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    $\begingroup$ Good point! It seems to me that you could rescue the design by using multiple non-coupled inductors. I've updated my answer to not claim that you should include the wire (I mistakenly generalized from resistors to inductors without thinking about the coupling). $\endgroup$ – Kevin Reid AG6YO May 17 at 14:54
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    $\begingroup$ It's a shorted turn, yes. But leaving one end open can make it arc like a Tesla coil, which is why the bandswitch almost always shorts out the unused turns in a linear amplifier's pi-network coil. The losses are low enough that the one I use in this tuner doesn't get hot even at the legal limit. That red alligator clip is connected to the far end of the coil, shorting out the unused portion. $\endgroup$ – Mike Waters May 17 at 17:11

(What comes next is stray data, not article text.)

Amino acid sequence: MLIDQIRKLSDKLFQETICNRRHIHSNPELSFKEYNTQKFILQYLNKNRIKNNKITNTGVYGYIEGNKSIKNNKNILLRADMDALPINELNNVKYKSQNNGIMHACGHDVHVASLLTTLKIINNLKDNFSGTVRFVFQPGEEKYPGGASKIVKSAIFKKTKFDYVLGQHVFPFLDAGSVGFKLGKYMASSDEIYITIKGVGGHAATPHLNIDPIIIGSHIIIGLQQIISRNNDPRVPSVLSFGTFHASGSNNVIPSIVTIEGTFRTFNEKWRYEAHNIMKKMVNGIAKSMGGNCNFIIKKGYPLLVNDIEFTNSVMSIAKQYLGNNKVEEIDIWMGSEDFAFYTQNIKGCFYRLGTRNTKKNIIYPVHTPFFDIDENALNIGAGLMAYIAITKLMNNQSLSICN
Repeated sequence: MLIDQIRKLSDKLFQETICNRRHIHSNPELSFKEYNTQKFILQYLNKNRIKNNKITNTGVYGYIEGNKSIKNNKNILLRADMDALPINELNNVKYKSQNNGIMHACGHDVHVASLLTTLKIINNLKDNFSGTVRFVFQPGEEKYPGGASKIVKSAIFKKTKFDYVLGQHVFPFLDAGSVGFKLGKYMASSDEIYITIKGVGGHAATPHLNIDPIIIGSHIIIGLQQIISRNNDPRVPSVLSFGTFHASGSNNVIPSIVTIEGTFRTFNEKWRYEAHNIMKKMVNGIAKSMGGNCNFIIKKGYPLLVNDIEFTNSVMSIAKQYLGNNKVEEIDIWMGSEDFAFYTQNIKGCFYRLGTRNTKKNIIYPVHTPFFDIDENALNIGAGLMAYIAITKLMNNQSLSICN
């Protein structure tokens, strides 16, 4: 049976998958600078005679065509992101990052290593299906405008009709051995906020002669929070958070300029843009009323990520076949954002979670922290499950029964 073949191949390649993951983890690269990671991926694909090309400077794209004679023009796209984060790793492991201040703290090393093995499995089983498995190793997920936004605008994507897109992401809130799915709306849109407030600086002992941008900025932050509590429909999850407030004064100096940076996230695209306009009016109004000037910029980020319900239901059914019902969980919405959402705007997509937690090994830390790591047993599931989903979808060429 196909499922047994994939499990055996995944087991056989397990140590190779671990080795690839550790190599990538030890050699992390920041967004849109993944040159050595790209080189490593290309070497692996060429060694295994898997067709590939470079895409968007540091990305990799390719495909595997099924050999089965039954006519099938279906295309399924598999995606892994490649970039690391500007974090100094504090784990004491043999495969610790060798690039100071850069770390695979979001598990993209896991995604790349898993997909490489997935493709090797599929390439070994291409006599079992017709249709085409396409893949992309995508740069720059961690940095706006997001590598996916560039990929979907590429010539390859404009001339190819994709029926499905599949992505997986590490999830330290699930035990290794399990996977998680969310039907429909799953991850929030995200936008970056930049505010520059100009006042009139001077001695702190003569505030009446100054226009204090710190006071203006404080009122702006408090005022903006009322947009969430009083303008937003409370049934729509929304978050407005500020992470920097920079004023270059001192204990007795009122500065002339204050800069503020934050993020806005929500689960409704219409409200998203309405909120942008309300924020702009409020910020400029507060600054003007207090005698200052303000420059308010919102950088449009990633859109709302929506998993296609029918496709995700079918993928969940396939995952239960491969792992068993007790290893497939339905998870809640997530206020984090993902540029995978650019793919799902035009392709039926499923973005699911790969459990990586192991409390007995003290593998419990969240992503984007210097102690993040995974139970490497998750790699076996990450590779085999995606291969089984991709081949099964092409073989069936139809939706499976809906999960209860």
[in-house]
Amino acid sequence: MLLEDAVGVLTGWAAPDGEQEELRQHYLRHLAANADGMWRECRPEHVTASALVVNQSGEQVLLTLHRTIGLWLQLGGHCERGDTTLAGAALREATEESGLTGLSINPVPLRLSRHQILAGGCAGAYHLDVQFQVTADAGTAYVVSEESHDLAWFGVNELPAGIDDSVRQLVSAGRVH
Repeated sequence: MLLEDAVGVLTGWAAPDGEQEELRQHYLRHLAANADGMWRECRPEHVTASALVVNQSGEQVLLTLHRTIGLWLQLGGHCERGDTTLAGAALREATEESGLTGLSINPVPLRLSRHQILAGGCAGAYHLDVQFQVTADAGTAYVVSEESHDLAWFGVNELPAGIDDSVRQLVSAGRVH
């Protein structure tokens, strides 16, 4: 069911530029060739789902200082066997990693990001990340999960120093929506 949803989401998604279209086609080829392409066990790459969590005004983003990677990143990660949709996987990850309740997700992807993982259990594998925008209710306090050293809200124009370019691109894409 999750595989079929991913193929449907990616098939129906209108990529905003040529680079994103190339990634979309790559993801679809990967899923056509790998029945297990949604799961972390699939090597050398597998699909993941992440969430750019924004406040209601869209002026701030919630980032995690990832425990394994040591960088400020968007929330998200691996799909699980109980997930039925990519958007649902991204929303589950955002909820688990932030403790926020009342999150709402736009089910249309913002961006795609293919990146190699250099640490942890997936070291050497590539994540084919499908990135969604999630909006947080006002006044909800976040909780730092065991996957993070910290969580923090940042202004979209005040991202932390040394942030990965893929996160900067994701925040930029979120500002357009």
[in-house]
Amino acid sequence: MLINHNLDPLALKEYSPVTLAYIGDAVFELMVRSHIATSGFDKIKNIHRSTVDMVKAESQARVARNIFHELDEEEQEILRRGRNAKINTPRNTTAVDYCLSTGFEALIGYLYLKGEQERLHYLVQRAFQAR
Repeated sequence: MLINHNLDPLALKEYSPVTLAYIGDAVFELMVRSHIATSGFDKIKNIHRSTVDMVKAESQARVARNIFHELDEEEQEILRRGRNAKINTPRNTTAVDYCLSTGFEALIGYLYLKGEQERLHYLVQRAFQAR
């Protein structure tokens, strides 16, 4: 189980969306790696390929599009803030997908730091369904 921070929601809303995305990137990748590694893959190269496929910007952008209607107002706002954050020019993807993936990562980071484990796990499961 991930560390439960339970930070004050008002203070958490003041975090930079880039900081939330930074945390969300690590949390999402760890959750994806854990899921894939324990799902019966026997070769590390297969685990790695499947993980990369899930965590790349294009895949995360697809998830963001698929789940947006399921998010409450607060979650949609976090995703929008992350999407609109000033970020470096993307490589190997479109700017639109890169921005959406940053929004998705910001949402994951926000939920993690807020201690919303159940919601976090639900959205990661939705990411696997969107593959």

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This is similar to a common technique applicable to potentiometers used as variable resistors, and I'm guessing that it is done for similar reasons. However, it probably isn't a good idea to implement as drawn.


Consider a potentiometer connected like so:

schematic

simulate this circuit – Schematic created using CircuitLab

Ideally, the connection between the wiper and the left end of the potentiometer would do nothing, since the portion of the potentiometer to the left of the wiper is shorted out at all times, and without that connection would be open circuit at all times.

In practice, a potentiometer may lose connection between the wiper and track momentarily as it is turned, or an extremely worn one have “dead” spots of no connection even when not being turned. Therefore, the extra connection ensures that the resistance between A and B is always no greater than the end-to-end resistance of the potentiometer. This is important if a too-high resistance or open circuit could damage the circuit (for example, if A is ground and B is connected to a voltage source would, by itself, raise point B to a voltage that would damage other components), and more generally means that the potentiometer's "output" cannot become "out of range" in the event of dead spots (unless the potentiometer's track/winding breaks entirely).